What You Need to Know About Fentanyl
By: Joe Alton, M.D.
The Drug Enforcement Administration (DEA) has sent out an advisory to the public regarding the opioid crisis, specifically warning of the presence of brightly-colored fentanyl pills in general circulation. The presence of highly addictive “rainbow fentanyl” is a trend which potentially targets young people.
I’ve known of fentanyl my entire medical career. My professional experience with it involved use during general anesthesia on patients undergoing surgery and epidurals during labor. It has also been used in combat casualties and cancer patients in the form of “lollipops” for pain relief and sedation.
First synthesized in 1960, it gained approval for medical use in 1968 and achieved widespread acceptance. By 2017, fentanyl was the most frequently-used synthetic opioid in medicine. Two years later, more than one million prescriptions for it were being written annually. In 2021, fentanyl accounted for more than 71,000 opioid overdose deaths in the United States. The vast majority of recent cases are linked to illicitly manufactured fentanyl originating, it’s thought, in Mexico.
The Department of Justice reports the seizure of more than 10.2 million fentanyl pills and approximately 980 pounds of fentanyl powder in the period from May 23 through Sept. 8, 2022
For a drug dealer, fentanyl has some attributes that compare it favorably to heroin: Fentanyl is more potent, has higher profit margins, and is easier to transport to the “market” in the form of pills, lozenges, injections, nasal sprays, eye drops, and skin patches. It’s given unthreatening nicknames such as “dance fever,” “goodfellas,” and “jackpot.” As it’s relatively cheap, it can be used to mix in with more expensive illegal drugs.
For the consumer, fentanyl acts like other opioids, but “on steroids.” Once in the body, fentanyl attaches itself to nerve receptors that control pain response and emotions. The drug provides strong pain relief and creates an intense euphoric high. It does this by elevating levels of the chemical dopamine. The drug also takes effect faster than either morphine or heroin.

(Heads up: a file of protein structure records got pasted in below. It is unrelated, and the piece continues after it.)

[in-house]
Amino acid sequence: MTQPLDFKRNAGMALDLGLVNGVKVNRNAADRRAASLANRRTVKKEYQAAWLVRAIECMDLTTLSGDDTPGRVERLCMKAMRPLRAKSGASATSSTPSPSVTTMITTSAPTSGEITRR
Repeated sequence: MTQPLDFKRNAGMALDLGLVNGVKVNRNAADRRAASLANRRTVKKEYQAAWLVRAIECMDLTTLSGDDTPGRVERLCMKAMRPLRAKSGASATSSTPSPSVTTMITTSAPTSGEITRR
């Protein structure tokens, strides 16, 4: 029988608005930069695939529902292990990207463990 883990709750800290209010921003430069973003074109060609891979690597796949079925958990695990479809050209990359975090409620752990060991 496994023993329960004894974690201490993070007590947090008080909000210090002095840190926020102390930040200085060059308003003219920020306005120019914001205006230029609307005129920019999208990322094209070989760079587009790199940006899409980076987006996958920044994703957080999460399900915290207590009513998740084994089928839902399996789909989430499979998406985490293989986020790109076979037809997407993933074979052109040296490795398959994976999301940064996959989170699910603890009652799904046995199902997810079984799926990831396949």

The duration of effect depends on the dosage taken, the method of intake, and other factors. In those who inject the drug, the “high” lasts 11-22 hours. If used as a patch, lozenge, or pill, it can last even longer. As the body breaks down the drug, it leaves traces behind called metabolites. Metabolites remain longer than the duration of fentanyl effects; as such, they may be detected in drug tests much longer than the high lasts.
Unfortunately, there are serious risks associated with the use of fentanyl. You can expect sedation, confusion, drowsiness, dizziness, nausea and vomiting, urinary retention, pupillary constriction, and respiratory depression. This highly addictive substance leads to serious physical dependence in addition to tolerance (the need for higher doses over time to get the same “high”).
Additional dangers relate to the tendency for fentanyl powder to be mixed in with heroin, cocaine, and methamphetamine. As it can’t be identified by sight, taste, or smell, it would require a lab analysis or special test strips to identify. This practice of “cutting” drugs with fentanyl causes the user to inadvertently be given a dose much stronger than ordinarily expected from, say, heroin. Indeed, accidental exposure of fentanyl to skin can be lethal in doses as low as 0.25 milligrams.
Recognizing the signs of opioid overdose can save a life. Here are some things to look for:
Sleepiness or loss of consciousness
Slow (or no) breathing
Drops in blood pressure
Small, constricted pupils
Changes in muscle tone
Cold, “clammy,” blue-gray lips and fingertips (also known as “cyanosis”)
In addition to the above, signs and symptoms more specific to fentanyl may include foaming at the mouth, body stiffening, seizures, and confusion before becoming unresponsive.
TREATING OPIOID OVERDOSES
Treating fentanyl and other opioid overdoses involves administering a drug called naloxone (brand name Narcan). It’s available as an injectable solution or a nasal spray. Although normally a prescription med, some states have passed laws allowing pharmacists to dispense the drug without a prescription.
Victims of opioid overdoses who are given naloxone should be monitored for another two hours after the last dose to assure good breathing and oxygenation. A pulse oximeter is useful to determine oxygen saturation in the body. Of course, in normal times, 911 should be called and emergency medical personnel should be dispatched.
It should be noted that naloxone has no major ill effects if given to a person who doesn’t have opioids in their system. Even if you’re not certain that a person has overdosed on opioids, you should still give them naloxone. Indeed, the worst side effect is that they may begin to experience withdrawal. Withdrawal symptoms include depression, anxiety, irritability, agitation, insomnia, and flulike symptoms.
Record seizures of rainbow fentanyl have amounted to doses that would be fatal to millions. Given that these discoveries are just a fraction of the total that crosses the border, the risk is significant enough that everyone should be aware of this dangerous drug.
The above article (What You Need to Know About Fentanyl) is republished here under “Fair Use” (see disclaimer below article) with attribution to the original articles author Joe Alton, M.D. and website americanthinker.com.
TLB Project recommends that you visit the American Thinker website for more great articles and information.
Read more articles by Joe Alton, M.D.
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